Low PPV may be accounted for by factors such as the particular culture medias used or non-specific binding of primers and probes, NIH Clinical Center Department of Laboratory Medicine's study authors Anna Lau, co-director of bacteriology, parasitology, and molecular epidemiology, and Karen Frank, chief of microbiology service, told GenomeWeb in an email.

"Note that poor PPV is an inherent issue for all molecular assays currently available for [carbapenemase-producing organism] detection directly from rectal swabs or stool samples, as opposed to isolated bacteria," the authors said.

This value is also highly dependent on the patient population tested, they said. "In our study [PPV] was low because our evaluation was conducted on all patients, regardless of risk, in a non-outbreak setting ... [it] may improve if the assay was targeted specifically at high-risk patients in a CPO outbreak setting."

Meanwhile, a commentary on the JCM study published earlier this month called the false positive rate "unacceptable," particularly with respect to using the assay to screen for carriers.

The commentary emphasized that all false positive results were due to targets with a low incidence in the US, and that false positives could lead to unnecessary contact precautions.

The results could even follow patients and impact their medical care in the future, for example through the use of an electronic registry for people who are CRE-colonized like one used in Illinois to curtail extensively drug-resistant organisms.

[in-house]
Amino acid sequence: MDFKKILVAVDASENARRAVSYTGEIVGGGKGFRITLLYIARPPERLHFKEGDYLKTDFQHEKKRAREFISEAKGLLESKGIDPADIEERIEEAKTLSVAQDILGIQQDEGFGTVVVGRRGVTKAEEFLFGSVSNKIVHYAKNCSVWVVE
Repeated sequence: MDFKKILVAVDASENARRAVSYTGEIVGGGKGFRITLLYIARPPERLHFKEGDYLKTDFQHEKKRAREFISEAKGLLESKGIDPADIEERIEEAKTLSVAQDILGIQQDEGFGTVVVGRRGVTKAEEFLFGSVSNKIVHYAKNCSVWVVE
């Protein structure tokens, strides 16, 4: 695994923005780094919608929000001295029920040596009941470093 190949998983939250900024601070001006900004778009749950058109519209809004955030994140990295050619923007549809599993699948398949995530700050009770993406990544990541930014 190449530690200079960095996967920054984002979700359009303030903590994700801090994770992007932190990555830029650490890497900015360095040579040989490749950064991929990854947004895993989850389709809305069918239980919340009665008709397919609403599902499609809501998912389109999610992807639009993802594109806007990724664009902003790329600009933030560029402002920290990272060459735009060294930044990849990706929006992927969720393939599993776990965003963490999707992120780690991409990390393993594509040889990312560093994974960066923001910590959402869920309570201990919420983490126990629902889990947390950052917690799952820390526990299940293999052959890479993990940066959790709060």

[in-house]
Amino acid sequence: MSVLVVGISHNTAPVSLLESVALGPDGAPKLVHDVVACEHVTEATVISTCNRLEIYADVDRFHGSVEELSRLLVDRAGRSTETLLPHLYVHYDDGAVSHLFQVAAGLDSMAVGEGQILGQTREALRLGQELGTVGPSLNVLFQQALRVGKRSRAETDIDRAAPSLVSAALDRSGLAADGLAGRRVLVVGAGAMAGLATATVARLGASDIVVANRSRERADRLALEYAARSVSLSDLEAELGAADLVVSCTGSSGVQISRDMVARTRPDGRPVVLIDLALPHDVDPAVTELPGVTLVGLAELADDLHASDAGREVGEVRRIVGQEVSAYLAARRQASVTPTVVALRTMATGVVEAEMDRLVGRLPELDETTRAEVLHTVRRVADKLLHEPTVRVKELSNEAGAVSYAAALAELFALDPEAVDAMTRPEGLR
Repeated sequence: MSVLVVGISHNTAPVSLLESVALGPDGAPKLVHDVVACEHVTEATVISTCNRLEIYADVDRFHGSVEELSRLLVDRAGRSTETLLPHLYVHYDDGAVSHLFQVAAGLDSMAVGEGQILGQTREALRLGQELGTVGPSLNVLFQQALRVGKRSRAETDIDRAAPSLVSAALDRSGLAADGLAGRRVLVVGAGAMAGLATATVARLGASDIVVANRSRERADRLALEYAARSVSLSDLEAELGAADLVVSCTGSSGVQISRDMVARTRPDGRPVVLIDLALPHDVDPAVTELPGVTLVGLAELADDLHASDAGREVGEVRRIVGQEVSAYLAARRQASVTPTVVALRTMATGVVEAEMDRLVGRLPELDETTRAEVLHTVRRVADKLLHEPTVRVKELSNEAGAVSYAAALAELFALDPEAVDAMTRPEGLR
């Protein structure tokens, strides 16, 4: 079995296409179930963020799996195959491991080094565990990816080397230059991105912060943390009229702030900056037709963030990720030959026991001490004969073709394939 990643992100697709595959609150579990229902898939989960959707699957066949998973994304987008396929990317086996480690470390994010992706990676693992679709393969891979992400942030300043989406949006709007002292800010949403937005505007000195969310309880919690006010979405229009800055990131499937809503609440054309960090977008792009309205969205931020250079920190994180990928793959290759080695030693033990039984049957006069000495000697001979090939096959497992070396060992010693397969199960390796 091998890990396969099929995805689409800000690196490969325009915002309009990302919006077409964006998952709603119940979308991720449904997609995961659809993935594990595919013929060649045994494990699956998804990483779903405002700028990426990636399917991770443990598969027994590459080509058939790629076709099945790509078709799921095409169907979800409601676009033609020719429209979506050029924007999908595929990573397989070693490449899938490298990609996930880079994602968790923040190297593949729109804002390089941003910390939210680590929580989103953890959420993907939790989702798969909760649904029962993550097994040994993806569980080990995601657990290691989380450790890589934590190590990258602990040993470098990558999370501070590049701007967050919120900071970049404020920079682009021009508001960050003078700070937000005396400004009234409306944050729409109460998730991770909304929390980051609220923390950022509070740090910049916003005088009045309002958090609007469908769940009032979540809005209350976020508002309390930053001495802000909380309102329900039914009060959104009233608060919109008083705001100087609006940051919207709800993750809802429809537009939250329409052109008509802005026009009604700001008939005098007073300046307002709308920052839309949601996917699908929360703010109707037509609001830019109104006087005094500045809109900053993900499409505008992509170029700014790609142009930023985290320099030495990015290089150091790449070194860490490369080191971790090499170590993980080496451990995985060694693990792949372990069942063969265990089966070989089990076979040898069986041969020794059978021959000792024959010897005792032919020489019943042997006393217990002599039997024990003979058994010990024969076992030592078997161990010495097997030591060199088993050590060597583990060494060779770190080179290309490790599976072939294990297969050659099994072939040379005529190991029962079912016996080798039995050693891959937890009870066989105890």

For hospitals, the cost of false positives could also be significant. The US Centers for Disease Control recommends that a positive CRE result in a facility with low incidence should trigger an epidemiological investigation.

"From a resource management perspective and a patient perspective, having false positives is almost as bad as having false negatives," Romney Humphries, a co-author of the JCM commentary, told GenomeWeb in an interview.

Yet a number of molecular diagnostics manufacturers are developing assays for CRE, and with good reason. The bacteria have a mortality rate as high as 50 percent, according to the CDC, and, "once they get in, they spread like wild fire; it is really hard to contain them," Humphries said.

Additionally, the burden of CRE has steadily increased in the US, with surveillance studies detecting pockets of carriers in places like long-term acute care hospitals and intensive care units in some parts of the country.

Screening and using extra precautions with carriers can potentially eliminate the bacteria, but culture-based susceptibility testing is time-consuming and labor-intensive.

Humphries, who is section chief of clinical microbiology and an assistant professor in the department of pathology and laboratory medicine at the David Geffen School of Medicine at UCLA, said that there are not a lot of molecular options for labs at the moment.

"There are two systems that are currently available that perform off of positive blood cultures; those are the Nanosphere and the BioFire platforms," Humphries noted.